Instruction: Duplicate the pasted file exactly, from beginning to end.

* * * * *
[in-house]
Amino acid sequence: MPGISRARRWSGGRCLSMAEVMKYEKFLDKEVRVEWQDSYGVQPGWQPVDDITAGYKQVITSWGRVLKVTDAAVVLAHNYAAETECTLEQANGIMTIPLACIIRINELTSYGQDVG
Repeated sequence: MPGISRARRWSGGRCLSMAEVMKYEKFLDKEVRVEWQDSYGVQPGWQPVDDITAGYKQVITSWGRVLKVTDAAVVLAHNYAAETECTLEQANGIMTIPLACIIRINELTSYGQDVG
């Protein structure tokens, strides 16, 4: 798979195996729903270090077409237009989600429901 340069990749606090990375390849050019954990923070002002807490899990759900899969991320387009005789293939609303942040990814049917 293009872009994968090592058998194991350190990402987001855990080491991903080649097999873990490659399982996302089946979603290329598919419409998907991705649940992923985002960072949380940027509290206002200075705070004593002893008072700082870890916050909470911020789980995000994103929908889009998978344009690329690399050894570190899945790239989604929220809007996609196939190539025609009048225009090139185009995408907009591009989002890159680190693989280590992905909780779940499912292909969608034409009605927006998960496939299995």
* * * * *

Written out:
[in-house]
Amino acid sequence: MPGISRARRWSGGRCLSMAEVMKYEKFLDKEVRVEWQDSYGVQPGWQPVDDITAGYKQVITSWGRVLKVTDAAVVLAHNYAAETECTLEQANGIMTIPLACIIRINELTSYGQDVG
Repeated sequence: MPGISRARRWSGGRCLSMAEVMKYEKFLDKEVRVEWQDSYGVQPGWQPVDDITAGYKQVITSWGRVLKVTDAAVVLAHNYAAETECTLEQANGIMTIPLACIIRINELTSYGQDVG
């Protein structure tokens, strides 16, 4: 798979195996729903270090077409237009989600429901 340069990749606090990375390849050019954990923070002002807490899990759900899969991320387009005789293939609303942040990814049917 293009872009994968090592058998194991350190990402987001855990080491991903080649097999873990490659399982996302089946979603290329598919419409998907991705649940992923985002960072949380940027509290206002200075705070004593002893008072700082870890916050909470911020789980995000994103929908889009998978344009690329690399050894570190899945790239989604929220809007996609196939190539025609009048225009090139185009995408907009591009989002890159680190693989280590992905909780779940499912292909969608034409009605927006998960496939299995």